Pennsylvania; Doylestown, Pennsylvania; Lompoc, California; Swedesboro,
New Jersey–when W. Atlee Burpee died on November 26, 1915, his son David,
then 22, dropped out of Cornell University and took over the family business,
W. Atlee Burpee & Company. David was interested in flowers, while
his father had been interested in vegetables. World War I cut off
the company’s oversees seed supply and caused a food shortage in the United
States. David began a “war gardens” campaign, that was to later become
the “Victory gardens” campaign in World War II. These programs were
aimed at city people and taught them how to grow food during shortages
caused by wartime. After World War II, the company also sent thousands
of pounds of seeds to Allied countries under the Lend-Lease Act.
In the 1930's the company began cross-breeding to produce hybrids that
were healthier and more resistant to disease. The Big Boy tomato
was developed during this time, along with the Ambrosia cantaloupe, as
well as new kinds of petunias, nasturtiums, and red and gold marigolds.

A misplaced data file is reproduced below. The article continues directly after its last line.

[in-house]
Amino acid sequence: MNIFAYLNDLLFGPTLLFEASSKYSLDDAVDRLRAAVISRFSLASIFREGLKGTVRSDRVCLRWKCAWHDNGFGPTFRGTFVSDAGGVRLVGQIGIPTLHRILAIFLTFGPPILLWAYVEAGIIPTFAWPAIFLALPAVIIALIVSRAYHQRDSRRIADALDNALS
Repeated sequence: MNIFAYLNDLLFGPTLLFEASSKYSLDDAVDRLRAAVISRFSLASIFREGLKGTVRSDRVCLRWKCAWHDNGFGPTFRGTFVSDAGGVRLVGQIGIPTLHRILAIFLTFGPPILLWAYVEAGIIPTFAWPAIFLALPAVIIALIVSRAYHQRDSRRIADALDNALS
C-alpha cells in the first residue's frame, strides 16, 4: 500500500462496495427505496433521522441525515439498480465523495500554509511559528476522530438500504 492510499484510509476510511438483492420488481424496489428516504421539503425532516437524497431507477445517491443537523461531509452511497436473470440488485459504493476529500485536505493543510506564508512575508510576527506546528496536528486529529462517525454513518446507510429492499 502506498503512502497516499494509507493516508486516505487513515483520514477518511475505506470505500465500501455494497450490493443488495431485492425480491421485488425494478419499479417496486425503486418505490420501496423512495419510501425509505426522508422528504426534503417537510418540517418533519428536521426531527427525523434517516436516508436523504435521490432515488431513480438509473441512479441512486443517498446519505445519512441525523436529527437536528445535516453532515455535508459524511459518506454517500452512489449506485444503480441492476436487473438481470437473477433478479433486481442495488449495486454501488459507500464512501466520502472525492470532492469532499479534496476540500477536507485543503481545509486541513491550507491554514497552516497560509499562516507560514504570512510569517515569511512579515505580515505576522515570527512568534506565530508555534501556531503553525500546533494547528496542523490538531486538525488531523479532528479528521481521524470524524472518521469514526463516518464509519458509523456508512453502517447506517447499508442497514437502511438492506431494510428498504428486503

In the 1940s the company created new forms of flowers by altering their
chromosome structure with a chemical called colchicine. This led
to varieties Bright Scarlet and Rosabel snapdragons and Ruffled Jumbo Scarlet
zinnia. In 1954 David Burpee announced his company would pay $10,000
to the first person who could supply seeds that produced a white marigold.
Over the next 20 years, gardeners submitted 8,208 entries, and Burpee spent
over $250,000 evaluating the seeds. In 1975, Mrs. Alice Vonk of Sully,
Iowa was announced as the winner. During the 1960s, David campaigned
to make the marigold America’s national flower. In 1970, David Burpee
sold his company to General Foods, the first of a series of non-horticultural
owners, for an estimated $10 million dollars, and in 1979 the company
passed to ITT. David Burpee remained as a consultant until his death
in 1981. In 1991 the Burpee company was acquired by George J. Ball,
Inc., a diversified horticultural family business.
Sources: Kraft; ANBv22;